The impetus for the bill’s introduction was the halting of hatchery rainbow trout production at the Willow Beach National Fish Hatchery in Arizona, a facility that has been utilized in the production of hatchery-raised rainbow trout and other species for over 50 years. Due to the USFWS’s change in action, Willow Beach, located on the Colorado River, will still be used exclusively to produce two endangered fish, the bonytail chub and razorback sucker.
Also during the 113th Congress, the National Mitigation Fisheries Coordination Act (H.R. 2261), introduced by CSC member Rick Crawford, would direct the USFWS to impose a charge on water development agencies conducting development projects on federal water resources. Revenues from these charges are then to be allocated towards the operation, maintenance, and rehabilitation of USFWS’s fishery facilities and hatcheries. The Act lists applicable facilities in Arkansas, Georgia, Kentucky, Missouri, Montana, North Dakota, Pennsylvania, South Dakota, Tennessee, Utah, West Virginia, Wisconsin, and Wyoming.
CSC member Senator John McCain proposed Senate Amendment 3241 to the Bipartisan Sportsmen’s Act of 2014 which would require federal water agencies to assist USFWS-operated fish hatcheries. The amendment is based on a Government Accountability Office audit that recommends Congress grant the USFWS authority to collect funds from federal water authorities in order to address hatchery funding shortfalls.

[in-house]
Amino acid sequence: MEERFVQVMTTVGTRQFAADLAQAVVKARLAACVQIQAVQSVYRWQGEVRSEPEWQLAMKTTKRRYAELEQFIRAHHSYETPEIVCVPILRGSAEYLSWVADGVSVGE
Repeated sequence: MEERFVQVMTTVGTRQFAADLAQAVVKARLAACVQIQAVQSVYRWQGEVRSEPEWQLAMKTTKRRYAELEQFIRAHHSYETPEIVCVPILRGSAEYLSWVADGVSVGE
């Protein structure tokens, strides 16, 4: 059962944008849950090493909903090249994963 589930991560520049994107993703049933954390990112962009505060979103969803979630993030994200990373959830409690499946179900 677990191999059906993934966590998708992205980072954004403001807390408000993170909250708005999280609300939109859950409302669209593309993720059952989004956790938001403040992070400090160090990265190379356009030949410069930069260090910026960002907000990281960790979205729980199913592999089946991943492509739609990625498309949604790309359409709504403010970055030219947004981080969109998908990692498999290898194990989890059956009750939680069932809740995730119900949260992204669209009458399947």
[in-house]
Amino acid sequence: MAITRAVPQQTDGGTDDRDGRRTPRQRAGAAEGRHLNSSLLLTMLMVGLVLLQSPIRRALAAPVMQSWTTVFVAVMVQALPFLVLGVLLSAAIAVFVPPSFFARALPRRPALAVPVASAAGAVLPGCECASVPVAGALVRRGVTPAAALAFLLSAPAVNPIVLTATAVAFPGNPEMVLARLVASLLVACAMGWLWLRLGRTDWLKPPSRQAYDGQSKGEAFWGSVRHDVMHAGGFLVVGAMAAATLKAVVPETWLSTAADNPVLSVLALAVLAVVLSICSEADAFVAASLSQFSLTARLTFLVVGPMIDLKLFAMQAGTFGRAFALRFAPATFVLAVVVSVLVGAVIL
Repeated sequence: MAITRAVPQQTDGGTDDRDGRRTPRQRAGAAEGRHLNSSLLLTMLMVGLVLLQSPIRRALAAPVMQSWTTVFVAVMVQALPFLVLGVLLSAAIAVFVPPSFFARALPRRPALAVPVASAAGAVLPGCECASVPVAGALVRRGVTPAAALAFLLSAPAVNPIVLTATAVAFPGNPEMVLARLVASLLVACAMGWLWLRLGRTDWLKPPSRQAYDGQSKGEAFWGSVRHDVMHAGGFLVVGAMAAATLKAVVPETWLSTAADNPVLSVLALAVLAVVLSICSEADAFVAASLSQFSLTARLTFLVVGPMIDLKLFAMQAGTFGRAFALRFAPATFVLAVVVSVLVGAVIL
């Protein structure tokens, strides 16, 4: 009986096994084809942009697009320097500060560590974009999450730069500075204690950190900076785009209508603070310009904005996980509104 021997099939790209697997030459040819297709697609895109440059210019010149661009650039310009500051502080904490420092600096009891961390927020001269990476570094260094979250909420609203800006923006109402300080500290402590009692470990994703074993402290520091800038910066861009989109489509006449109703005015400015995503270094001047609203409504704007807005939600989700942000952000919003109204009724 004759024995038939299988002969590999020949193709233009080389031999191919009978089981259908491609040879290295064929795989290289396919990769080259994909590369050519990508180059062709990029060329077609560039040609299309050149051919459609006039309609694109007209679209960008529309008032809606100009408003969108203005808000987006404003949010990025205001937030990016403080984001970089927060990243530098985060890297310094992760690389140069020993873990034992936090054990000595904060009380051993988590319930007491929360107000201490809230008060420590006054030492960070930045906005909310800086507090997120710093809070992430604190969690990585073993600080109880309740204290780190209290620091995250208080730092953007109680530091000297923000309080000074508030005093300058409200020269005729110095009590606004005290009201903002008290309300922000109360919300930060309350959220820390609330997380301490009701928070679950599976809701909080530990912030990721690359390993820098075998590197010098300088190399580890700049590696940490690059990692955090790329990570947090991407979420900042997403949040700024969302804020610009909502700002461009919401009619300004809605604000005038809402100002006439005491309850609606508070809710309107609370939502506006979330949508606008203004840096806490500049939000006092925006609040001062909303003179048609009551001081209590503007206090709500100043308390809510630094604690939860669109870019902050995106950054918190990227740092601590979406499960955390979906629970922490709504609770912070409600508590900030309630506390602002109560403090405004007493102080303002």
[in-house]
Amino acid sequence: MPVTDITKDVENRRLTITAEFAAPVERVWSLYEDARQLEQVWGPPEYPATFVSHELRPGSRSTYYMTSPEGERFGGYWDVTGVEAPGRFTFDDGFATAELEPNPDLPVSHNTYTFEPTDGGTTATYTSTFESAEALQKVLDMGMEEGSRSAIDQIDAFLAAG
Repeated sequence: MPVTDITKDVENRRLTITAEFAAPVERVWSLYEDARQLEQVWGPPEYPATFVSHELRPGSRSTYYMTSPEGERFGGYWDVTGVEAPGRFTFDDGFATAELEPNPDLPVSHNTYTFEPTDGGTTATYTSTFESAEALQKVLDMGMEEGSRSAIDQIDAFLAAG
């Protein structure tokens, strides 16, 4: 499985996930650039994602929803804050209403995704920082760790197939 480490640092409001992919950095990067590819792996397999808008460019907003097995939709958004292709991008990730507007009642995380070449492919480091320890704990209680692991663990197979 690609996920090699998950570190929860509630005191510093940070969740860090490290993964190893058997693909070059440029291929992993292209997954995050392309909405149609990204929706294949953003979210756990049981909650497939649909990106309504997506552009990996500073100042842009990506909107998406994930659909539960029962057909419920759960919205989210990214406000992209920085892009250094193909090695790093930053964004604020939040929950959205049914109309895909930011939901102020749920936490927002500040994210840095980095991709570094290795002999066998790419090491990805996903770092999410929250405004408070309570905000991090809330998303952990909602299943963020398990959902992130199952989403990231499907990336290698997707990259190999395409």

On September 23, 2014, CSF and the Arkansas Legislative Sportsmen’s Caucus hosted a National Fish Hatchery Policy Forum, sponsored by Shimano, Bass Pro Shops and the American Sportfishing Association, which discussed the current concerns in the Service’s direction with the NFHS and specifically the mitigation hatcheries. The purpose of the forum was to educate local business and anglers on the problem and potential legislative solutions. Congressman Rick Crawford was the opening speaker for the event.